bone spur symptoms

Bone Spurs: What Are They and Where Do They Come From?

Bone spurs can occur all throughout the body, including our hands, feet, spine, and any other joints within the body. However, you may or may not notice they’re there.

So what are bone spur symptoms, what causes them, and can they be removed? These are all common questions we receive from patients who receive a diagnosis, which is why we put together one cohesive blog to answer them all.

What are Bone Spurs?

A bone spur is when additional bone growth develops along the edges of your bones. Typically they occur around the areas where two bones join together, such as your joints or between the vertebrae in your spine.

They usually develop in response to wear and tear between your joints. Whether they’re harmful or not simply depends on how they grow and whether or not they impact the mobility of your bones.

What Causes Bone Spurs?

The most common cause of bone spurs is osteoarthritis.

Osteoarthritis is a degenerative bone disease that affects around 27 million Americans. Those with osteoarthritis experience a breakdown in the cartilage between the joints, which leads to friction between the bones.

This causes a host of different problems, including swelling, joint pain, and reduced mobility.

However, osteoarthritis isn’t the only cause of bone spurs. With age, injury, or wear and tear, the spine can develop spondylolithesis. Spondylolithesis is when an individual experiences damage or develops weakness in the facet joints and discs within the spine.

If this weakness is left untreated and continues to develop, it can lead to instability within the spinal structure. This creates stress within different parts of the spine, including the tendons, discs, and ligaments.

The body responds to this form of stress with new bone growth in an attempt to bring stability back to the spine. However, the development of these bones spurs can lead to other problems, including compression and pinched nerves.

Other causes of bone spurs include obesity, overuse of the joints, genetic predispositions, poor diet, and the narrowing of a patient’s spine.

What are the Most Common Bone Spur Symptoms?

As we stated before, some bone spurs may be completely asymptomatic. The only time symptoms occur is when the bones spurs impact the mobility of your joints or exacerbates them in some manner.

The type of symptoms you have depend on where the bone spurs are located.

Common bone spur symptoms include:

  • Difficulty bending or extending your leg due to pain within the knee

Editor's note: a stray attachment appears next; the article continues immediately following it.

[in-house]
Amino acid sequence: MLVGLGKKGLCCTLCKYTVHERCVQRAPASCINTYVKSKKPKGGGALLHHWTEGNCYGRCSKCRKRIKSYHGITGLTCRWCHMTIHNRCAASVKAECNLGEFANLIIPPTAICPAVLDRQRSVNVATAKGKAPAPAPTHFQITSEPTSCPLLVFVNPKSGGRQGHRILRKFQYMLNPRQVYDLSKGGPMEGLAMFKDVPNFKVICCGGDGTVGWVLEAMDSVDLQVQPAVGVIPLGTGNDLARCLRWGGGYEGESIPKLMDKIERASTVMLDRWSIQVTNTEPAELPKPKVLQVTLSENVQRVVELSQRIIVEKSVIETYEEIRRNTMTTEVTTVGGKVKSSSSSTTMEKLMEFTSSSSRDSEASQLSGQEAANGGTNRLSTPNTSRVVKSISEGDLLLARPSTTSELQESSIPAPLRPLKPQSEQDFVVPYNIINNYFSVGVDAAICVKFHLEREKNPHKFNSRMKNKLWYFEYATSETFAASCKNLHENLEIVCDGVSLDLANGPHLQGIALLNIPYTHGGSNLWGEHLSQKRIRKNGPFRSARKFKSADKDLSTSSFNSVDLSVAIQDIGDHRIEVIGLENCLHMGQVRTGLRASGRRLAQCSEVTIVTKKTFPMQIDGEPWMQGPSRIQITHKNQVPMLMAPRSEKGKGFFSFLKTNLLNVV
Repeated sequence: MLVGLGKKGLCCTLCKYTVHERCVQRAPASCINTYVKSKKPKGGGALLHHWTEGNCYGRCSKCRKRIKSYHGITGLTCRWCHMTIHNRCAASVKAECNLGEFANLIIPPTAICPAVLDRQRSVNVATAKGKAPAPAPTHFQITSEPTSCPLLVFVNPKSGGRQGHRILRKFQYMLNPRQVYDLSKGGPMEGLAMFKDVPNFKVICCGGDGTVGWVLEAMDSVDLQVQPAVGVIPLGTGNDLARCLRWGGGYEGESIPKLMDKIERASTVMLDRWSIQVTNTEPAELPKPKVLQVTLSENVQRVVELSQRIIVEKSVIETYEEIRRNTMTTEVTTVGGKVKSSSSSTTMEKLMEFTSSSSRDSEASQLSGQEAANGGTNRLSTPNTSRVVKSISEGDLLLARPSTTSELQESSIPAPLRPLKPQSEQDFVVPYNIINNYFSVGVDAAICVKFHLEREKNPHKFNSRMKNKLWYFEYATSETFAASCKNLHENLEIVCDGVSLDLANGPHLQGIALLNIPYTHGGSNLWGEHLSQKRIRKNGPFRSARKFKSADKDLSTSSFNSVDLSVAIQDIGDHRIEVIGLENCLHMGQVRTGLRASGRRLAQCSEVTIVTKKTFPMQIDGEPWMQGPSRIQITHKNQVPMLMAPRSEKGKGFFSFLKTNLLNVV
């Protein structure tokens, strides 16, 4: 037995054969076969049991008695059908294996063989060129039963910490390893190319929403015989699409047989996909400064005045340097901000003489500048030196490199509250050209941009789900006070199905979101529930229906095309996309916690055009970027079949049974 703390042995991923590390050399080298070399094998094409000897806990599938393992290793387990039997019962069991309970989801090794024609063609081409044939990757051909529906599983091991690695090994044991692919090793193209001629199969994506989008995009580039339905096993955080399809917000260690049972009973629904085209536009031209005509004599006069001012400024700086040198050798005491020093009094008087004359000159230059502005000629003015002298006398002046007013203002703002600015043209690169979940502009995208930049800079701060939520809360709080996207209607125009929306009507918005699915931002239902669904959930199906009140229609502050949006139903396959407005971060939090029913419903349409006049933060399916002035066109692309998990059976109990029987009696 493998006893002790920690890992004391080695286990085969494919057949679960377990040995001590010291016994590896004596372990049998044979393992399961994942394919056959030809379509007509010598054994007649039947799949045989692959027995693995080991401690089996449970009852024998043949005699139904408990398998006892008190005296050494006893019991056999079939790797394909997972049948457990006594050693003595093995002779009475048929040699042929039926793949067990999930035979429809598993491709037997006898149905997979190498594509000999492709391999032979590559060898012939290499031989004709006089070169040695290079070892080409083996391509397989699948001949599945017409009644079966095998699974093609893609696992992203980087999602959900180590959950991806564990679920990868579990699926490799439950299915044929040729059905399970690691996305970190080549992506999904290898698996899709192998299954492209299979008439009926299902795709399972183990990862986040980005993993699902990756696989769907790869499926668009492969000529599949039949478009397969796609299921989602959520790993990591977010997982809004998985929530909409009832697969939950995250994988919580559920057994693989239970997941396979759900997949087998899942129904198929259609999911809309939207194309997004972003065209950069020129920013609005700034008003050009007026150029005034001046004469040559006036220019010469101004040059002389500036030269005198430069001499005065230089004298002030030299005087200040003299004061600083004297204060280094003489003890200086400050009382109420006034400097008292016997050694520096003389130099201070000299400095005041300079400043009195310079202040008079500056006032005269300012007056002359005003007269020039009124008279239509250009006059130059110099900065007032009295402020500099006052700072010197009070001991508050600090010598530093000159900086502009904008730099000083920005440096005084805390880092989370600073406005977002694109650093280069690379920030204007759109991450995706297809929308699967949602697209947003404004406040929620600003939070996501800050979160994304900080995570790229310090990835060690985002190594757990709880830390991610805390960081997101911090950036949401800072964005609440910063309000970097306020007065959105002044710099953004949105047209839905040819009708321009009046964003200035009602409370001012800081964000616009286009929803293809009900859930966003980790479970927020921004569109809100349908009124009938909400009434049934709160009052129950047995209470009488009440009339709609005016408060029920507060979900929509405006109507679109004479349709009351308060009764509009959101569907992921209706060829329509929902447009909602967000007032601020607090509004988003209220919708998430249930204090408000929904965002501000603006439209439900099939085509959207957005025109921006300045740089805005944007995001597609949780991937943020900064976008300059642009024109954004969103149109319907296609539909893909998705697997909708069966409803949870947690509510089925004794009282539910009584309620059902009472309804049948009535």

• Feelings of numbness or weakness in your extremities due to pinched nerves or a pinched spinal cord
  • Difficulty controlling your bowels or your bladder due to pressure on your spinal nerves
  • Reduced or painful movement in your hip
  • Muscle spasms
  • Muscle cramps
  • Muscle weakness
  • Bumps that you can feel under your skin

You may discover these symptoms become exacerbated with exercise or joint use.

It’s important to keep in mind that experience these symptoms is not a guaranteed diagnosis. Because these symptoms can be indicative of other medical conditions or problems, you must receive a proper diagnosis from your doctor.

If you suspect bone spurs, your doctor will likely have you undergo tests in order to confirm or debunk this diagnosis. These tests usually include a physical examination as well as X-rays, CT’s, or MRI’s.

Your doctor may also conduct an electroconductive test to see if there is any nerve damage.

If you have questions about your diagnosis, symptoms, or causes, don’t be afraid to ask your doctor. He or she is responsible for answering any questions you may have regarding your health, treatment options, and any concerns associated with them.

How Do You Treat Bone Spurs?

If your doctor identifies that you have developed bone spurs that require treatment, he or she will provide you with options. Those options can vary depending upon where the bone spurs are located.

Depending upon the severity of your case, this treatment may be as simple as over-the-counter pain relievers to help with the side effects or therapy. In severe cases, you may require surgery in order to remove them.

Therapy options include steroid shots and/or physical therapy.

If you develop bone spurs within the spine, you may be required to undergo pain mapping prior to any surgical procedures. This is where a numbing agent is inserted into the area of the spine where the patient is experiencing pain.

Typically, this will temporarily relieve or stop the pain if your symptoms are caused by bone spurs. However, if your pain continues in spite of non-invasive treatment your doctor may recommend endoscopic foraminotomy.